The word ‘channel’ has various and differing meanings. I grew up on a ranch, and we had to get water to the grass and to the cattle. My dad and grandpa built ditches and canals to channel the water to specific places for specific uses. We had three TV channels that brought news and content into our lives from the outside world. There were cables and wires to channel electricity, in the right amount, to lights, appliances and other devices.
Work Happy Now! Guest Post by David Bradford, author of Up Your Game
All of our life successes are defined within the context of their impact on people; namely ourselves first, then impact on family, community, and globally. Without people, on a small scale or large, no innovation in technology would be of significant value. Without people our lives lack depth, connection, and passion.
The Power of Personal Relationships
Two of the most talented people I have ever interacted with are Bill Gates and Gary Kildall. Gary Kildall and Bill Gates have had arguably the most profound impact on the history of personal computing of any two people except possibly Steve Jobs and Steve Wozniak. They defined the age of personal computing, and their contributions continue to have a major impact on business in the twenty-first century.
Why is Bill Gates one of the richest men on planet Earth and Gary Kildall a forgotten footnote in the annals of the computer industry? The fundamental reason is that Gates and Microsoft were about developing relationships that enabled them to secure an agreement to supply the desktop Operating System for the IBM Personal Computer and Kildall did not. Why? What factor impeded the “Inventor of the P.C. Operating System” from securing the most important contract in the history of the computer industry, yet permitted Mr. Gates to secure the same?
For too many companies, business-to-business (B2B) customer engagement is dismally low. In most cases the people running the business don’t recognize the disengagement and don’t see it as a problem.
In his article B2B’s Win by Building Relationships, Not Selling on Price, author Marco Nink gives the following insight on the importance of building customer relationships:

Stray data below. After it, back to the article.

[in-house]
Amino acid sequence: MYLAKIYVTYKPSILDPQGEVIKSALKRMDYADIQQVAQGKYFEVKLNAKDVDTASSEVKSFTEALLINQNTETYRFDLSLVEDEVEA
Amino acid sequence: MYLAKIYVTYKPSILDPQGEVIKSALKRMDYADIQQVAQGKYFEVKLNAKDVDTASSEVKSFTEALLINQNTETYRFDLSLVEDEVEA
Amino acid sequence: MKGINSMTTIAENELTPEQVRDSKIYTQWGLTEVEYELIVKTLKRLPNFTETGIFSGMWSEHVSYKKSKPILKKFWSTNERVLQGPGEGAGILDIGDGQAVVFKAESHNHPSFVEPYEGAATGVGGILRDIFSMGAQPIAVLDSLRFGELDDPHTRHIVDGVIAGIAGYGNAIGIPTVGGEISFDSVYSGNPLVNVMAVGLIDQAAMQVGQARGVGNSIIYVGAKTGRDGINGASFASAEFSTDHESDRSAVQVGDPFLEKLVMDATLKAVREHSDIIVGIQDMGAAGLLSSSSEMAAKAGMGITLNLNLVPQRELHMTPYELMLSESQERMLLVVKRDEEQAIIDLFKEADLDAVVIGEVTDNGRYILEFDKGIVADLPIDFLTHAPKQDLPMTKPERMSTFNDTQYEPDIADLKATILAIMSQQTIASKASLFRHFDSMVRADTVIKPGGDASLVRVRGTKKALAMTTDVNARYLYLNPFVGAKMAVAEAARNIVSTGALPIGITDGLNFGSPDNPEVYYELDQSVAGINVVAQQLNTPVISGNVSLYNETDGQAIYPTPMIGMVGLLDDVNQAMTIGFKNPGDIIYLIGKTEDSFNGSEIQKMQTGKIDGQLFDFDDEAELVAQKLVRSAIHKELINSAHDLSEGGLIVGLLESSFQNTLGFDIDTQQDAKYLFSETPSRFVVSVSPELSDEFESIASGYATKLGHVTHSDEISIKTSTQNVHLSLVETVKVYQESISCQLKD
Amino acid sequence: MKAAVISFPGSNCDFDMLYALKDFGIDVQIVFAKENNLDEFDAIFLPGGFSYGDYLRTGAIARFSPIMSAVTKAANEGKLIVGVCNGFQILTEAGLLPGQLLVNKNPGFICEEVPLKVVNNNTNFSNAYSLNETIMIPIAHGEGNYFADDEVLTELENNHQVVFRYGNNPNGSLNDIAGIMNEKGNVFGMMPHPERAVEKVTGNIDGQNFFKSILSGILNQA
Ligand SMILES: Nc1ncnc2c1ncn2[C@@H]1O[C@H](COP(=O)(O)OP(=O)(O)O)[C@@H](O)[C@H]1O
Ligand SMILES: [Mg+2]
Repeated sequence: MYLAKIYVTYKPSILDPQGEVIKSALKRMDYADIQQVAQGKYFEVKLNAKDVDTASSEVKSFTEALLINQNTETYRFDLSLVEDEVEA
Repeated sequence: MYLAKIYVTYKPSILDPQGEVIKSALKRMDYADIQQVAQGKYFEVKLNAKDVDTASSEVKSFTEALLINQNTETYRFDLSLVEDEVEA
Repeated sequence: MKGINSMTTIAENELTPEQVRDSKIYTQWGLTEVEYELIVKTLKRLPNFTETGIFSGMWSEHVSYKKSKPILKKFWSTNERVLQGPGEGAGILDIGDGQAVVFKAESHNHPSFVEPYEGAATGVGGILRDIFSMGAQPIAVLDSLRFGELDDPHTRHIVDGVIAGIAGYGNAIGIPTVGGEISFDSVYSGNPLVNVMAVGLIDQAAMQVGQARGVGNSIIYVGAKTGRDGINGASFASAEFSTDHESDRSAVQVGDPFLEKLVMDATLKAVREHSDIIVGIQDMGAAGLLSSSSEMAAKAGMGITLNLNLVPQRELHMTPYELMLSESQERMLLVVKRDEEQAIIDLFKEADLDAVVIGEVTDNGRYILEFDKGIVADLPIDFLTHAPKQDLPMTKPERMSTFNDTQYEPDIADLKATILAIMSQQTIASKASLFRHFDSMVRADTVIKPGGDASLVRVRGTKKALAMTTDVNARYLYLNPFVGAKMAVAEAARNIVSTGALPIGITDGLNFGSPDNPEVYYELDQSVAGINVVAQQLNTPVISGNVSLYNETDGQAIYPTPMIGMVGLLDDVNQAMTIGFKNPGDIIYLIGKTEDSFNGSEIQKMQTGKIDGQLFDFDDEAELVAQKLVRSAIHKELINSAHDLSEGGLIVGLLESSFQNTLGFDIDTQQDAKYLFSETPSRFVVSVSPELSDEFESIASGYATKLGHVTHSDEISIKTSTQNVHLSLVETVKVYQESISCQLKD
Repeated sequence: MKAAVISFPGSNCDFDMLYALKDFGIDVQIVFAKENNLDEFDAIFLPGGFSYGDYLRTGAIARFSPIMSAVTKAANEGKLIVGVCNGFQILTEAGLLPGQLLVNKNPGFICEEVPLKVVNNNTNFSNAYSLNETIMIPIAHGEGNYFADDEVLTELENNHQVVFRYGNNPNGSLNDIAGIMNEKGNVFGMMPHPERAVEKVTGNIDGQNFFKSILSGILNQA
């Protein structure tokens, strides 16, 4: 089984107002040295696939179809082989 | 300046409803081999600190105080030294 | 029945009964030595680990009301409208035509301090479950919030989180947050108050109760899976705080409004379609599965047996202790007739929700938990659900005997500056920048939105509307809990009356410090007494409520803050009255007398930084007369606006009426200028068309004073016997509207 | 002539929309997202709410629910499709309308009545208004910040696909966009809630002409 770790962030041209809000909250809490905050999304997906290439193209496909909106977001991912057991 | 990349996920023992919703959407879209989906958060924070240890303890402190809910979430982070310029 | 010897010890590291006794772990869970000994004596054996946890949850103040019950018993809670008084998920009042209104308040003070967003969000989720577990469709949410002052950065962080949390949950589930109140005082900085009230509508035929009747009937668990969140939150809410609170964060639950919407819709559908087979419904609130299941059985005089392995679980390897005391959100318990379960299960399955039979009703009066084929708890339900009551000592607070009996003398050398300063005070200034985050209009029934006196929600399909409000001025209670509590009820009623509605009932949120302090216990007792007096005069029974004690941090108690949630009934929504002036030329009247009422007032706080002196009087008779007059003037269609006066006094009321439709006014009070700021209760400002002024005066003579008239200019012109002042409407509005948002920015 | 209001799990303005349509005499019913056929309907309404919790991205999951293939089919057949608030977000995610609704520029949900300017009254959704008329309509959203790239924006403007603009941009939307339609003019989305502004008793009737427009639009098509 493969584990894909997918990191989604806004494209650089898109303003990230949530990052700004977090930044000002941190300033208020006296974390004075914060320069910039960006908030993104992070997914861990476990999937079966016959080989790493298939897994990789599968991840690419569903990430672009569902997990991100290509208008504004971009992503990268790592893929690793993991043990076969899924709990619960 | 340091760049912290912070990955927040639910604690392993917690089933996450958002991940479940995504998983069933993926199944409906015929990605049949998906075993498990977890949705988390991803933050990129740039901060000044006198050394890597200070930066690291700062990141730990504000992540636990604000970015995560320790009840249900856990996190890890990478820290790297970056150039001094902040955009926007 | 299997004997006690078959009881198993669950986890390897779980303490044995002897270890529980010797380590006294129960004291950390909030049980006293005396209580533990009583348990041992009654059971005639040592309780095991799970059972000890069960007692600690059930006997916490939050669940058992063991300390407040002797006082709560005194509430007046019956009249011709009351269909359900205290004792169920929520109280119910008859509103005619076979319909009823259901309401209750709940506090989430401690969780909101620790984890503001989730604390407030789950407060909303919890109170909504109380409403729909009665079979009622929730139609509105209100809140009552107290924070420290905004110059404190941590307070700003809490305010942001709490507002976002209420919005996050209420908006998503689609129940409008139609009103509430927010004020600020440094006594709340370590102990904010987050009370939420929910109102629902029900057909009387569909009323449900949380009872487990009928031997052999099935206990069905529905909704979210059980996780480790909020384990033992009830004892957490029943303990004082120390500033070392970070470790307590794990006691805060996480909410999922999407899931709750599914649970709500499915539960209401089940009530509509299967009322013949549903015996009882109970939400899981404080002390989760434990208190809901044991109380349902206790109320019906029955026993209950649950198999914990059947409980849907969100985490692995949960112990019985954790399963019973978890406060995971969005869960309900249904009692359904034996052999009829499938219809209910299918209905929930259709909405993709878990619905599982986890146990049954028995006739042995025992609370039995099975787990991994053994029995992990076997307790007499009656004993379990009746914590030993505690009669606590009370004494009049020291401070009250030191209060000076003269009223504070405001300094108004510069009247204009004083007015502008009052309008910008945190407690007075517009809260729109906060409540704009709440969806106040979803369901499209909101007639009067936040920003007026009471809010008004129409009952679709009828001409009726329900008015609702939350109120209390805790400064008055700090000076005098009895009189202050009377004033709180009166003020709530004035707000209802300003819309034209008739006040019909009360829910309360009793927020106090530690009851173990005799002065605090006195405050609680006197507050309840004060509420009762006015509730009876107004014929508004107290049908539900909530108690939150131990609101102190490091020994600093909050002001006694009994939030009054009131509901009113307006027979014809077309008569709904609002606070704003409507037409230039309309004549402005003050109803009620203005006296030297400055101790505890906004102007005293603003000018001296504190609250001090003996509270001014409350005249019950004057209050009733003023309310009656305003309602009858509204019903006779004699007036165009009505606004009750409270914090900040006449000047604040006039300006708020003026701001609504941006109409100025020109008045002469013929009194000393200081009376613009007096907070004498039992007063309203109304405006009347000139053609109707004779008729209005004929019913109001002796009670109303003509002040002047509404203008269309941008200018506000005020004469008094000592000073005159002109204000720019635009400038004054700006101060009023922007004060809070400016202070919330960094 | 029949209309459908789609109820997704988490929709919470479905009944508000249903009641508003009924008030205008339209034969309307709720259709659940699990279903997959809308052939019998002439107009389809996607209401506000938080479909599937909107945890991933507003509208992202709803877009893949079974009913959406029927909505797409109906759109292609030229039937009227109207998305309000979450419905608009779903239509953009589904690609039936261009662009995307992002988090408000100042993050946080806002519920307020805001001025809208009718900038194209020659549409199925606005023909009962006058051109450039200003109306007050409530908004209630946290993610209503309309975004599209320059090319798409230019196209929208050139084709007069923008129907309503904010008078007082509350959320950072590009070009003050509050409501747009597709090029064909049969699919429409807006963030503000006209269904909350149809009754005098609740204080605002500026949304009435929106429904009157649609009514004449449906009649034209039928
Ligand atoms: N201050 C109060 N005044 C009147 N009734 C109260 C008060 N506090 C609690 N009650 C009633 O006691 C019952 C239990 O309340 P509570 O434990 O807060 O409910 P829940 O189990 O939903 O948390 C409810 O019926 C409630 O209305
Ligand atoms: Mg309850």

Competing on price is a losing strategy, and Gallup research shows it’s an unnecessary one. B2B companies are more likely to be successful and secure in their customer relationships if they help their customers succeed. The more a B2B company helps its customers perform, the more essential it becomes. That kind of customer impact transforms B2B companies from vendors into vital partners.
To make a difference for your customers you need to help them improve performance and achieve their goals. Building solid relationships will not only help customers improve their performance, but will also increase their commitment to you. Listen to their feedback and build connections with the factors that drive their business.
Here are three simple tools that great leaders use to improve their working relationships:
- Listen: Leaders let other people talk and they pay attention to what they’re saying. They remove anything that would distract from their conversations and focus on what people are trying to convey.
- Understand: They appreciate what other people do and value their feedback. They know that taking the time to understand where people are coming from will pay dividends in the long run.
- Acknowledge: Leaders acknowledge the contributions of others. They are quick to give credit to others for their successes. They know that customers will be more motivated to use their products and provide value if they acknowledge their contributions.
Are you building effective relationships with your customers?
The Product Management Perspective: To effectively lead the product development efforts, product managers must build meaningful relationships with their customers. Listen to them, learn from them, put their feedback into the appropriate context, then move forward and make decisions that will improve the value of your products.
Essential Leadership Traits in the Successful Small Business Owner — Guest post by Linda Forshaw